Junk Food's Impact on Behaviour, Emotional Health of Kids Unveiled

by VR Sreeraman on  October 27, 2010 at 7:49 PM Research News   - G J E 4
Apart from being responsible for the flab on body, processed food also harms behaviour and emotional health of children, suggests a new study.
 Junk Food's Impact on Behaviour, Emotional Health of Kids Unveiled
Junk Food's Impact on Behaviour, Emotional Health of Kids Unveiled

The Telethon Institute for Child Health Research has linked diets high in these foods to a greater risk of behaviour and emotional problems, as well as double the risk of having ADHD.

The two studies are based on data from around 1800 WA adolescents from all backgrounds, whose health has been tracked by the Institute since birth, showed that these problems were less among teens with a healthier style of eating.

"We're showing a significant relationship between what children eat and their brain function, yet it's not being taken seriously," the Sydney Morning Herald quoted says Wendy Oddy, leader of nutrition studies at the Institute as saying.

"We don't have enough promotion of fruit and vegetables, but you can walk through a supermarket and see whole aisles devoted to sweets, soft drinks and refined breakfast cereals," said Oddy.

The research classified the children's diets into two eating styles - a 'healthy' pattern high in fresh fruit and vegetables, whole grains and fish, and a 'Western' diet higher in saturated fat, refined sugar and salt, with more takeaway foods, confectionery, processed, fried and refined foods.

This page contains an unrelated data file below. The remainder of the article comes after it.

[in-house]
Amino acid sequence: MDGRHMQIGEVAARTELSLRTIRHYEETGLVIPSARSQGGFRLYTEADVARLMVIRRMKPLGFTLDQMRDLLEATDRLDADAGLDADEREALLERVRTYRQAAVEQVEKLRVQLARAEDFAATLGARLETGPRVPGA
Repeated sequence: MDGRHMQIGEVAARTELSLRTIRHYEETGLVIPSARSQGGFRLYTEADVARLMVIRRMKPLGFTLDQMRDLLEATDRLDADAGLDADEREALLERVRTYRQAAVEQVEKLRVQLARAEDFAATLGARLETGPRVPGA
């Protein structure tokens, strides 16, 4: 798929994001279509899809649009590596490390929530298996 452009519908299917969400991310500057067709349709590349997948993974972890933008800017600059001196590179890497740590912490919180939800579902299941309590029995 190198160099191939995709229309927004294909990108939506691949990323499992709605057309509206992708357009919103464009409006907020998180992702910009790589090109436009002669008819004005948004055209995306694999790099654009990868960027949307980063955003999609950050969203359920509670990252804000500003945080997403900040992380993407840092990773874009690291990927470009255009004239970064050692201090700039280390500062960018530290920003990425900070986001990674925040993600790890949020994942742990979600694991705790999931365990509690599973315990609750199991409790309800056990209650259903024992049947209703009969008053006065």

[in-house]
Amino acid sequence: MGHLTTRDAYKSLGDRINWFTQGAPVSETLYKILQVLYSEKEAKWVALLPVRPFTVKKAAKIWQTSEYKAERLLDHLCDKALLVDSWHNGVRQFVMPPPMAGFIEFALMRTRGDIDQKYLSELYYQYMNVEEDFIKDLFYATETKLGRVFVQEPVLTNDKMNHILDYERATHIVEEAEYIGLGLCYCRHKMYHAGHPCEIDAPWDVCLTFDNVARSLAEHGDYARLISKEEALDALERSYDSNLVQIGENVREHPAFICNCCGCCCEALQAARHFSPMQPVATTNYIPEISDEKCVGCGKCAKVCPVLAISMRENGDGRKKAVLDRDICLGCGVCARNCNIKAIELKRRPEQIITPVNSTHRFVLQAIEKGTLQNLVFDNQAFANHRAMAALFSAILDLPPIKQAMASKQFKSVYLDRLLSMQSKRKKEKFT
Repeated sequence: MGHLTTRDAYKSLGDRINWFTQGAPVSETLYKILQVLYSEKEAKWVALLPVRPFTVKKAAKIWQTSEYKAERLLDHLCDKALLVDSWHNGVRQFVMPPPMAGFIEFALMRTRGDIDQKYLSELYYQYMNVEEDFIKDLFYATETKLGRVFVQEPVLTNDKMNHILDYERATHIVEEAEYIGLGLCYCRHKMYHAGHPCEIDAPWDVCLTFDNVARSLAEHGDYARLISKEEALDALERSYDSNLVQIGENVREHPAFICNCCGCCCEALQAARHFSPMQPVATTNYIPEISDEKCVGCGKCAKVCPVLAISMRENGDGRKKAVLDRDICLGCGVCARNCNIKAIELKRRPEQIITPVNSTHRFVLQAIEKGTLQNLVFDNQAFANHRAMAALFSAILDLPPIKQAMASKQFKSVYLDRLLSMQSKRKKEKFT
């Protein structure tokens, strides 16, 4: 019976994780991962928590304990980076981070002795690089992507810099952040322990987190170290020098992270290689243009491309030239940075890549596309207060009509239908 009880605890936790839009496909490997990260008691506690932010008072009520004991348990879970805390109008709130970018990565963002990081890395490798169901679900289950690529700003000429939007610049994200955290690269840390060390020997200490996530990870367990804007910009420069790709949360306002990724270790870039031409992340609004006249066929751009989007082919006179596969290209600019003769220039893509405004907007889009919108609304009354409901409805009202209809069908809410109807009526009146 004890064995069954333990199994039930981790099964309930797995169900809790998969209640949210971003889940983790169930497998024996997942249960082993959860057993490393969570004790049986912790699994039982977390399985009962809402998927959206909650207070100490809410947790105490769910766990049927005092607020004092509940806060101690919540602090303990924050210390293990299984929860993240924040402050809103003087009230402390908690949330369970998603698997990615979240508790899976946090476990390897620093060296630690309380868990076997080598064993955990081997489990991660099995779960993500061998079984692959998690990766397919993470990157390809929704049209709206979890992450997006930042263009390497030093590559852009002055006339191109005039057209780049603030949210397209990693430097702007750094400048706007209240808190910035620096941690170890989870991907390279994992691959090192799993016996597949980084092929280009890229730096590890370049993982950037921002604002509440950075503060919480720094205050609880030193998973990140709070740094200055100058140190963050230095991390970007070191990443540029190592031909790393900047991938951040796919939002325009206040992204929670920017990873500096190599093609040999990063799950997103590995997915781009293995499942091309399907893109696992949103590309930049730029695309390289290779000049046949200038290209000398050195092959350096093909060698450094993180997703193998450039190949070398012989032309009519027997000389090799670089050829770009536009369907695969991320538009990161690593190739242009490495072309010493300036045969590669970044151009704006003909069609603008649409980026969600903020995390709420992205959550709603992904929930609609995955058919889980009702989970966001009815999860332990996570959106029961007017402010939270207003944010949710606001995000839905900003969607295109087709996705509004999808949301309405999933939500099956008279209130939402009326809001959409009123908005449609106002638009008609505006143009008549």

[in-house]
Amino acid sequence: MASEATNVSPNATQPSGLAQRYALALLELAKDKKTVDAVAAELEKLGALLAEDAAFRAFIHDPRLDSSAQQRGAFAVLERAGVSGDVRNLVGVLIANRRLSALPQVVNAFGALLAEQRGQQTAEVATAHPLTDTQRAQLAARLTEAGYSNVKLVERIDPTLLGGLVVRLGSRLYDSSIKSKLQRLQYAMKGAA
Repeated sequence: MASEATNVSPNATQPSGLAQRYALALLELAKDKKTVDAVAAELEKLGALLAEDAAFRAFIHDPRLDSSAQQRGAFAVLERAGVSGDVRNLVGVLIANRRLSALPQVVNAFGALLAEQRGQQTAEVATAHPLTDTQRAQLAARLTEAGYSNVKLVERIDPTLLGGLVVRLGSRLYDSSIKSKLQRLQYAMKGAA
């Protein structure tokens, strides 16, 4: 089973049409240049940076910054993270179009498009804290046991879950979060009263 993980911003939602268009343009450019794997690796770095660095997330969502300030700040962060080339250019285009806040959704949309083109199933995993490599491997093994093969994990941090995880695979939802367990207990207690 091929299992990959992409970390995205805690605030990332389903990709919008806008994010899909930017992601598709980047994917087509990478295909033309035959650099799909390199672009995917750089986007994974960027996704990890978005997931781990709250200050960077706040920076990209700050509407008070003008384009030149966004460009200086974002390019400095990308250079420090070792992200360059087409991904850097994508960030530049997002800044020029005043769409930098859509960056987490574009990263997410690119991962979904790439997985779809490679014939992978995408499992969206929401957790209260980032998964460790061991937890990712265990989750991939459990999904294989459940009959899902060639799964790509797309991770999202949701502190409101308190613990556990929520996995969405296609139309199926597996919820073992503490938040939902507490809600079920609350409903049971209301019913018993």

"Omega 3 fats are an essential part of the nervous system and the theory is that when there's not enough in the diet, brain function is affected.

"This is something the omega-3 industry has latched on to with fish oil, but I think this misses the point that some plant foods like nuts also contribute some of these omega -3 fats," she said.

Other research has found that impulsive young adults are more likely to go for snack foods when they're hungry, for instance, while feeling depressed or emotionally distressed can drive preferences for eating sweet carbohydrate or fatty foods.

There's also a link between being overweight and being depressed, said Oddy.

"Because we're seeing more overweight and obesity, I think we'll see more depression, although I don't know whether the depression comes first or the obesity.

"We also know that people who are overweight or obese have more inflammatory factors in their blood so it may be that this is having an effect on brain function," she added.

Source: ANI

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